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The Future Role of IEEE SMC Society
The National Science Foundation’s report on converging technology emphasized the necessity of interdisciplinary research to make a breakthrough to solve many problems in science and engineering. It is well known that a cross-disciplinary research paradigm has offered fine solutions to many challenging issues. The brain informatics, which focuses on studying the mechanisms underlying the information processing system in a human brain, can be a good example. In that sense, there are a lot of issues that the IEEE System, Man, and Cybernetics Society (SMCS), whose one of the main goals is to promote the interdisciplinary aspects of systems science and engineering, human-machine systems, and cybernetics, should consider as the leading scientific and academic organization.
IEEE SMCS has been an exemplary organization in terms of its solid membership, improving impact factors of the transactions, and holding its annual conferences and many other SMCS-sponsored conferences/workshops. In this respect, IEEE SMCS will play a core role to provide scientists and engineers with a place for discussion on many interdisciplinary research topics. For instance, we can allocate a special session in conferences/workshops for the attendees to get together and to discuss problems and open issues with which they are facing. It is believed that those kinds of specialized meetings can shed a new light on a groundbreaking approach, which, or not, would not possibly be developed in a single disciplinary.
MEET A SENIOR VOLUNTEER
Department of Brain and Cognitive Engineering, Korea University
Anam-dong, Seongbuk-ku, Seoul, 136-713, Korea
Tel: +82-2-3290-3572, Fax: +82-2-926-2168
Email: swlee AT image.korea.ac.kr
Seong-Whan Lee is the Hyundai Motor Chair Professor at Korea University, Seoul, where he is the Head of the Department of Brain and Cognitive Engineering and the Director of the Institute for Brain and Cognitive Engineering. He is also the Principal Investigator of the World Class University (WCU) project on “Brain and Cognitive Engineering” research, which is funded by the Ministry of Education, Science and Technology of Korea.
He received the B.S. degree in computer science and statistics from Seoul National University, Seoul, Korea, in 1984, and the M.S. and Ph.D. degrees in computer science from Korea Advanced Institute of Science and Technology (KAIST), Seoul, Korea, in 1986 and 1989, respectively. He was a visiting researcher in the Pattern Recognition Group at Delft University of Technology in 1987 and a post-doctoral fellow at the Center for Pattern Recognition and Machine Intelligence (CENPARMI), Concordia University, Canada, from 1989 to 1990. From 1989 to 1995, he was an assistant professor in the Department of Computer Science, Chungbuk National University, Cheongju, Korea. In 1995, he joined the faculty of the Department of Computer Science and Engineering, Korea University, Seoul, as a full professor. From 2001 to 2002, he was a visiting professor in the Department of Brain and Cognitive Sciences at MIT.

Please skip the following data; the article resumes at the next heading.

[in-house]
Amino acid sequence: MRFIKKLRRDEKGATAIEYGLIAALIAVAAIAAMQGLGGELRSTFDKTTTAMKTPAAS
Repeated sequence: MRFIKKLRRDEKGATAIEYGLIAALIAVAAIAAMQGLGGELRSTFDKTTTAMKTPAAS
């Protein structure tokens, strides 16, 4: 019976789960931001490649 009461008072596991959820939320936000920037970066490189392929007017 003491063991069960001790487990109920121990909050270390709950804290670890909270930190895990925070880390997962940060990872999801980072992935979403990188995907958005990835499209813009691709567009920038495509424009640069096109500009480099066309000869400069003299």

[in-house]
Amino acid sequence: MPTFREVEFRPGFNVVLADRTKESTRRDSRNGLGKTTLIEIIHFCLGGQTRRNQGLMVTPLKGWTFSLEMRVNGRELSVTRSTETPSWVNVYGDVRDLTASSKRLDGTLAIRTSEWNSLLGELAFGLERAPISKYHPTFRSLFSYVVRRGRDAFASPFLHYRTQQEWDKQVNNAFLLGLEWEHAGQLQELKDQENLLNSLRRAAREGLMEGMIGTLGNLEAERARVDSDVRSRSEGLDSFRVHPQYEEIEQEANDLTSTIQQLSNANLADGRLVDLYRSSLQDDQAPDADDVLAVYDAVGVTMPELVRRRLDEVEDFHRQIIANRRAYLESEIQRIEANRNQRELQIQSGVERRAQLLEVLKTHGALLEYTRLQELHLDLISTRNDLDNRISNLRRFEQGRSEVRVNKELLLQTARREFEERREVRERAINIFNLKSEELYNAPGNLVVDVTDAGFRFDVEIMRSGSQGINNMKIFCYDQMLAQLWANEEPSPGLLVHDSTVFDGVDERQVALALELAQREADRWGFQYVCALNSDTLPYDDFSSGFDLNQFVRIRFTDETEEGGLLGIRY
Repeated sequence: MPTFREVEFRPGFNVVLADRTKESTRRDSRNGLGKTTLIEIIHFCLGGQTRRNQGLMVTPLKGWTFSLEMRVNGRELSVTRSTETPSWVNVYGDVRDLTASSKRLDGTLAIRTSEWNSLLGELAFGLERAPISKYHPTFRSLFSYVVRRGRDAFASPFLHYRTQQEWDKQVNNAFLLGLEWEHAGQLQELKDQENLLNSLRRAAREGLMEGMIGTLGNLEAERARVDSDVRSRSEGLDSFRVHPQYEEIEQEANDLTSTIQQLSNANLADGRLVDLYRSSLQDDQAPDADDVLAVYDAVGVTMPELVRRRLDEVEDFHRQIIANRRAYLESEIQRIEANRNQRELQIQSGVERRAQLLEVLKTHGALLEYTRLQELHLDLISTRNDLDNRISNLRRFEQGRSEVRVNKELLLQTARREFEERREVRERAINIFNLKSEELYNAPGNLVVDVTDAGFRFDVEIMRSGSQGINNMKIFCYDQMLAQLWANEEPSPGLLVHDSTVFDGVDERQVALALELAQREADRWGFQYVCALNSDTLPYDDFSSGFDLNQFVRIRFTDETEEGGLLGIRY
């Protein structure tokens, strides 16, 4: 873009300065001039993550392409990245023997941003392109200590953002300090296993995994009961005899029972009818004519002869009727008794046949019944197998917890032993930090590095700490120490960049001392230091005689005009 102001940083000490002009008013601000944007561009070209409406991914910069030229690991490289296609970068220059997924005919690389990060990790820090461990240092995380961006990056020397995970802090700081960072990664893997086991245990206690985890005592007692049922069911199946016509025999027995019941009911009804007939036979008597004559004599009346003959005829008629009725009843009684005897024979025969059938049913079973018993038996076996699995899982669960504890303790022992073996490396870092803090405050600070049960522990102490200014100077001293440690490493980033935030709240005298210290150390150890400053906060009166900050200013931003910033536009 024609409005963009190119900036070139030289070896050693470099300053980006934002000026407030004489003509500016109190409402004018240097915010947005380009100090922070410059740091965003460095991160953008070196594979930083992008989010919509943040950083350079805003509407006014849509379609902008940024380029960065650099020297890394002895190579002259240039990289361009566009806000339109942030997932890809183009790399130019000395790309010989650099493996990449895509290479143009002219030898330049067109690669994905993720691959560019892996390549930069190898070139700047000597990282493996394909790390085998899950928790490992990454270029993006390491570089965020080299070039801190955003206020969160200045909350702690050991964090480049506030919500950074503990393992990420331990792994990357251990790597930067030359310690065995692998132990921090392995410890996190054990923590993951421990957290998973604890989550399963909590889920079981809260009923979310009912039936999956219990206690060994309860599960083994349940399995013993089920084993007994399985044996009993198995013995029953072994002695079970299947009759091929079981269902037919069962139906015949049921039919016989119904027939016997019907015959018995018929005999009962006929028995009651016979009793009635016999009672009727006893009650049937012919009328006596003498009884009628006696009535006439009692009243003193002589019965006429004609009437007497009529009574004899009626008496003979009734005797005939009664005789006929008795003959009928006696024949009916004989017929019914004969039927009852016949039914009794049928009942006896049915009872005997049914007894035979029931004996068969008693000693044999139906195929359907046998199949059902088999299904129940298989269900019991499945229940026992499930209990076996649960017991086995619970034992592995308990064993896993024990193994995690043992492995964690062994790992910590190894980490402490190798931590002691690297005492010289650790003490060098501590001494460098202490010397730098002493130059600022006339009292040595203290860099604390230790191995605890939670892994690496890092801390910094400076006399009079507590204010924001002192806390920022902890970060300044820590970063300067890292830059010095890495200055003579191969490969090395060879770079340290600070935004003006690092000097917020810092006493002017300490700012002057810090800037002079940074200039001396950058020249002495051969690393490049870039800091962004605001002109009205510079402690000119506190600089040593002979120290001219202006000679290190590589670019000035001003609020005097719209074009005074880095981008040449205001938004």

Dr. Lee was the winner of the Annual Best Student Paper Award of the Korea Information Science Society in 1986. He received the First Outstanding Young Researcher Award at the Second International Conference on Document Analysis and Recognition in 1993, and the First Distinguished Research Award from Chungbuk National University in 1994. He received the Outstanding Research Award from the Korea Information Science Society in 1996. He received the Lotfi Zadeh Best Paper Award at the IEEE International Conference on Machine Learning and Cybernetics in 2011. He also received the Scientist of the Month Award from the Ministry of Education, Science and Technology of Korea in 2012.
A Fellow of the IEEE, IAPR, and Korean Academy of Science and Technology, he has served several professional societies as a chairman or governing board member. He is currently the Vice President of the IEEE Systems, Man, and Cybernetics Society. He was the founding Co-Editor-in-Chief of the International Journal of Document Analysis and Recognition. He has been an Associate Editor of several international journals including Pattern Recognition, ACM Transactions on Applied Perception, IEEE Transactions on Affective Computing, Image and Vision Computing, International Journal of Pattern Recognition and Artificial Intelligence, and International Journal of Image and Graphics. He was a General or Program Chair of many international conferences and workshops and was also on the program committees of numerous conferences and workshops.
His current research interests include pattern recognition, computer vision, and brain informatics. He has more than 250 publications in international journals and conference proceedings, and authored 10 books.